Chianti Classico is a region in Tuscany that lies between the cities of Florence and Siena. Look for ‘Classico DOCG’ and that trademark symbol of a black rooster on the label, this means you’re getting wine from this specific region. There are about 10,000 hectares of rolling-hill vineyards in Chianti Classico, and most of them are the grape variety Sangiovese. Sangio must make up at least 80% of what’s in your bottle, and the other 20% can be a local grape like Canaiolo or the more familiar Merlot or Cabernet Sauvignon.

About that Sangiovese: when it’s a younger wine, expect red fruit flavors like strawberry and some good tannins. Then, as it matures, it can develop an earthy, baking spice note that is quite appealing, and as those tannins soften they become almost magical. I love this grape when I catch the scent of violets. I think of it in some ways as a more powerful cousin to Pinot Noir, so if you like those aromatic PN qualities, I think you’ll enjoy Sangio.

Sometimes, it’s a little confusing – what’s the difference between regular Chianti and Chianti Classico? For that, we have to go back to 1716, when the Grand Duke of Tuscany, Cosimo III, gave official borders to the wine region. Then, flash forward to the early 1900’s, when Chianti, growing ever more popular, has greatly expanded production. In response to the higher demand, wine starts being grown in lesser areas, outside the official zone but still called Chianti.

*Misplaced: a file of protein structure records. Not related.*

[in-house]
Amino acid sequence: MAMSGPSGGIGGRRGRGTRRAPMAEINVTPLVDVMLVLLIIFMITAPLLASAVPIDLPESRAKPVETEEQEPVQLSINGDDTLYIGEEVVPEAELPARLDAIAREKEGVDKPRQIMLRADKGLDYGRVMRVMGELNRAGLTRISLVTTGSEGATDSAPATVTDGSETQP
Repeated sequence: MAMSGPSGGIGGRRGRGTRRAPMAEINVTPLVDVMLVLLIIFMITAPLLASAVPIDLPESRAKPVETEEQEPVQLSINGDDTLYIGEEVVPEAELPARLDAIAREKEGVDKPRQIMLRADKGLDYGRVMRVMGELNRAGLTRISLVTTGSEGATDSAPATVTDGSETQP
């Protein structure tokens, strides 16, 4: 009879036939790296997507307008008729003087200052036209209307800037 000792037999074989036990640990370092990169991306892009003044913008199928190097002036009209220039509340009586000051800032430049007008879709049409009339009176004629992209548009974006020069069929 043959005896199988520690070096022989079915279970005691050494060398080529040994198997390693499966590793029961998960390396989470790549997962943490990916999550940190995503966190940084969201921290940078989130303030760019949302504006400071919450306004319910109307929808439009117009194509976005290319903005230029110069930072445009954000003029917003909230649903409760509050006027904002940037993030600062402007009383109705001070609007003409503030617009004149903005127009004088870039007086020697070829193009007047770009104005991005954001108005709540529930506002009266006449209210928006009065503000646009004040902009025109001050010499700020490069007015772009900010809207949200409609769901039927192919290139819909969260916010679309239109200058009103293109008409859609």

Of course, quality and reputation start to suffer. So, in 1932 specific rules were set out, that only Cosimo’s original historic area can call itself ‘Chianti Classico’ (there are 9 communes within Classico such as Greve in Chianti and Radda in Chianti). The outer areas that don’t fall within Classico can call themselves plain old ‘Chianti’ plus a place name (for example Chianti Rufina, Chianti Colli Senesi).